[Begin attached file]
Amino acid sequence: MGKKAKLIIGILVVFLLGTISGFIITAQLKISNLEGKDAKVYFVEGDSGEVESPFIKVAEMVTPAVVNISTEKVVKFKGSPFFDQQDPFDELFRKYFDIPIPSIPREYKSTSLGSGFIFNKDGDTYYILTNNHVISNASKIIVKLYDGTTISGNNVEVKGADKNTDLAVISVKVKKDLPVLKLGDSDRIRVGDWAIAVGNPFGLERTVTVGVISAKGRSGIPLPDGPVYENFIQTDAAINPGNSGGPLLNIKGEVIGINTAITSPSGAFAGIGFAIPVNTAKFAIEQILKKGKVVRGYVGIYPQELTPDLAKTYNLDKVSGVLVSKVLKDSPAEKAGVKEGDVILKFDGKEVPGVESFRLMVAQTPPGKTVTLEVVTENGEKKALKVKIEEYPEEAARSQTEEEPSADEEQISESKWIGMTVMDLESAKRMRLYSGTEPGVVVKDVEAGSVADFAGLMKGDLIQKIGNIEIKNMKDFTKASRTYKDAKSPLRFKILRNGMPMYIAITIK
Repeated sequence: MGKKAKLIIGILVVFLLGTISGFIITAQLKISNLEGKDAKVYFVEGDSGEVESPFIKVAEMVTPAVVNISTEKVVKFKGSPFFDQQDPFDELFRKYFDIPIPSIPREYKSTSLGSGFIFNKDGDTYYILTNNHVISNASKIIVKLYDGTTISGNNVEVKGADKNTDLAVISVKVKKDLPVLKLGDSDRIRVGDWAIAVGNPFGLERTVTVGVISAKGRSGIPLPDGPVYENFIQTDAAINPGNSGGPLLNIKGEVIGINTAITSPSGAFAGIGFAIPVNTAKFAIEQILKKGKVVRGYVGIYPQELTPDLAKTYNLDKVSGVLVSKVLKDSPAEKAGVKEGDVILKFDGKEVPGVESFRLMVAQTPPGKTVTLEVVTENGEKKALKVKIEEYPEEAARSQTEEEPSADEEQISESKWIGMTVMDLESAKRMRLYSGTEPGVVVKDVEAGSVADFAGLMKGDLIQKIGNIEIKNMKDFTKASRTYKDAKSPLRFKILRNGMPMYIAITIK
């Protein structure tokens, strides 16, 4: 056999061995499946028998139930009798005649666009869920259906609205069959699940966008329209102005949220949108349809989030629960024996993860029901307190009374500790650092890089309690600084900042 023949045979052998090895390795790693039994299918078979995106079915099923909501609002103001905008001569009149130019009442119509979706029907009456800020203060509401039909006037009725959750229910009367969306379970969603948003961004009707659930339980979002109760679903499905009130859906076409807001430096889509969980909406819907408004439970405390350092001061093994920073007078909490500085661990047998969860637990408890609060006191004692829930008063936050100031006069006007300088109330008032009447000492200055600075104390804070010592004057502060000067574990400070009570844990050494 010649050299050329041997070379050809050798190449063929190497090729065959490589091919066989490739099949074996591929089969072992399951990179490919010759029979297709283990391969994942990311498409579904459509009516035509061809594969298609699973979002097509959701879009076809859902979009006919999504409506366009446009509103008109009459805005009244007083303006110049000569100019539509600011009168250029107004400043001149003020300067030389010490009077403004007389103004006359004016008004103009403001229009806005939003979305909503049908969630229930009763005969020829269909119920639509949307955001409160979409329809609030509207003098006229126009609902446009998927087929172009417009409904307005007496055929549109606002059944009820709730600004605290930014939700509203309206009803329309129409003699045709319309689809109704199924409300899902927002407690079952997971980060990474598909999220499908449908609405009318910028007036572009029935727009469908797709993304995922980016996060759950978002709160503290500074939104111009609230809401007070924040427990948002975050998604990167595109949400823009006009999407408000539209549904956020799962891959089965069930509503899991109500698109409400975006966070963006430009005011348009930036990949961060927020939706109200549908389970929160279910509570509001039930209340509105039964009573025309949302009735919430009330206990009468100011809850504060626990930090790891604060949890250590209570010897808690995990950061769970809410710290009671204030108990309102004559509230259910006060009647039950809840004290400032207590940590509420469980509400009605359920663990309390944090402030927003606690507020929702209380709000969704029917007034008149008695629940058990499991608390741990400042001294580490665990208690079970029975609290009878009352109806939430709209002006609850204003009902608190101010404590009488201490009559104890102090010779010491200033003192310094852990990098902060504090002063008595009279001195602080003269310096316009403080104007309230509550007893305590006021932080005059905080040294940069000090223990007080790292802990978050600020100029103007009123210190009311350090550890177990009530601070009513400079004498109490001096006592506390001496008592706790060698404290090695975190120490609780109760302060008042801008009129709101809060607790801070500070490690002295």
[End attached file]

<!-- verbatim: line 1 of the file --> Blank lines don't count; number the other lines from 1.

Amino acid sequence: MGKKAKLIIGILVVFLLGTISGFIITAQLKISNLEGKDAKVYFVEGDSGEVESPFIKVAEMVTPAVVNISTEKVVKFKGSPFFDQQDPFDELFRKYFDIPIPSIPREYKSTSLGSGFIFNKDGDTYYILTNNHVISNASKIIVKLYDGTTISGNNVEVKGADKNTDLAVISVKVKKDLPVLKLGDSDRIRVGDWAIAVGNPFGLERTVTVGVISAKGRSGIPLPDGPVYENFIQTDAAINPGNSGGPLLNIKGEVIGINTAITSPSGAFAGIGFAIPVNTAKFAIEQILKKGKVVRGYVGIYPQELTPDLAKTYNLDKVSGVLVSKVLKDSPAEKAGVKEGDVILKFDGKEVPGVESFRLMVAQTPPGKTVTLEVVTENGEKKALKVKIEEYPEEAARSQTEEEPSADEEQISESKWIGMTVMDLESAKRMRLYSGTEPGVVVKDVEAGSVADFAGLMKGDLIQKIGNIEIKNMKDFTKASRTYKDAKSPLRFKILRNGMPMYIAITIK